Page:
Walking Together as First and Second Peoples

Love is always born

Walking on Ngarrindjeri Country tour leader Sean Weetra from UAICC SA and Nicole Mugford at the NYALC Day of Mourning service

By Stuart McMillan, Walking Together as First and Second Peoples Advocate

I write this in the season we call Advent, meaning ‘coming’. A time according to the Church Fathers for people to fast, give and pray. A time of contemplation and reflection [1].

Gayle Boss [2] says: Beyond uncertainty, fear and darkness, know ‘the one thing necessary’ – that there is One who is the source of all life. One who comes to be with us and in us, even, especially, in uncertainty, darkness or even death. One who brings a new beginning.

Our walking together as First and Second Peoples is anything but certain and so I’d encourage us all to take the time this advent in contemplation to know again, to know in a fresh way, the One who brings new life. The One who teaches us to see in the darkness, to trust and take his hand.

For a number of Uniting Church young adults, the year began gathering on the sovereign lands and waters of the Ngarrindjeri Nation in the Coorong, South Australia, ahead of the National Young Adult Leaders Conference. Their walking on country highlighted the importance of these experiences in our covenantal journey. The intercultural insight of this experience was beautifully captured in Joy Han’s reflection. The participants also gained new insights into the Creator Spirit’s presence with First Peoples, as our preamble says, before the colonisers arrived. Truly an advent experience for these young people.

In other parts of the nation we have stumbled in our walk, indeed at times we have failed to walk together and failed to take the hand of the One who can lead us and teach us to see in the darkness, who helps us to know beyond knowing there is new life. Advent calls us to the quiet place and invites us to “be still and know that I am God”, that ‘I am Waŋarr, the Creator of all things’ (in the Djambarrpuyŋu language, NE Arnhemland).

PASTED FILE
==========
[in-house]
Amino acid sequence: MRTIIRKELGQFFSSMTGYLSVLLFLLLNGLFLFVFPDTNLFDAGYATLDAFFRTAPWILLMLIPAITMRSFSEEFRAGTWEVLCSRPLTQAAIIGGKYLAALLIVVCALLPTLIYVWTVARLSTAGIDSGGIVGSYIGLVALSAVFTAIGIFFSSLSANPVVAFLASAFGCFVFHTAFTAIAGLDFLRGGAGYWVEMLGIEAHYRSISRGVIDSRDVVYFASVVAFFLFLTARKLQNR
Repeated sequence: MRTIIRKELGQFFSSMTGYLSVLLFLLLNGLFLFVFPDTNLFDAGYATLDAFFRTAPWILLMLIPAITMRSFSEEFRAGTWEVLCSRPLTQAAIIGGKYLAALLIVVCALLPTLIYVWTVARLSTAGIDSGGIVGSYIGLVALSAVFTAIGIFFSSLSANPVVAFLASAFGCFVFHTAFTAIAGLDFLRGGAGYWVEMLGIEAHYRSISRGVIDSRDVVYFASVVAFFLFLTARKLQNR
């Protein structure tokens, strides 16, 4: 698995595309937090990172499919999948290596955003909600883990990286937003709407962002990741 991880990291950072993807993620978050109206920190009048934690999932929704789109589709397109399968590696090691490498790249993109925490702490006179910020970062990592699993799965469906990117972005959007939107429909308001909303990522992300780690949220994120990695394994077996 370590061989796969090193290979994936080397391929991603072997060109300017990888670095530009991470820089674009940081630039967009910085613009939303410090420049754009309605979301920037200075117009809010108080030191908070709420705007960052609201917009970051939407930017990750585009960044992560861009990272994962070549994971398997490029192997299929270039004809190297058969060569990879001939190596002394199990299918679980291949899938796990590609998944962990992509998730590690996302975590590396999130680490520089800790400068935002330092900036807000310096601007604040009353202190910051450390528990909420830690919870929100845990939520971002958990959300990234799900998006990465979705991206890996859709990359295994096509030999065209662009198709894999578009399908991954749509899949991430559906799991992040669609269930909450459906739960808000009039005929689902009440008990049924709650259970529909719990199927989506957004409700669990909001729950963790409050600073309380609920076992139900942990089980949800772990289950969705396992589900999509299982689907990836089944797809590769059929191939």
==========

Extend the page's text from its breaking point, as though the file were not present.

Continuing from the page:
Recently a writer’s workshop of First and Second Peoples was coordinated by Rev. Dr Vicki Balabanski in South Australia. Something as ancient as this land and something as new as the Uniting Church was birthed in this time of sharing deeply. Something is ‘coming’…..

Gurrutu, family,

I like Leunig who urges us to be revolutionaries:

God help us to change.
To change ourselves and to change our world.
To know the need of it. To deal with the pain of it.
To feel the joy of it.
To undertake the journey without understanding the destination.
The art of gentle revolution. Amen.

And then he speaks of the ‘coming’, of advent:

Love is born
With a dark and troubled face
When hope is dead
And in the most unlikely place
Love is born:
Love is always born.

I wish you all this Advent and Christmas season, the liberating hope of Christ, new beginnings.

Stu


[1] Taken from Richard Rohr, Daily Meditation Week 49, Darkness, 2019

[2] Gayle Boss, ‘All Creation Waits: The Advent Mystery of New Beginnings, Paraclete Press ©2016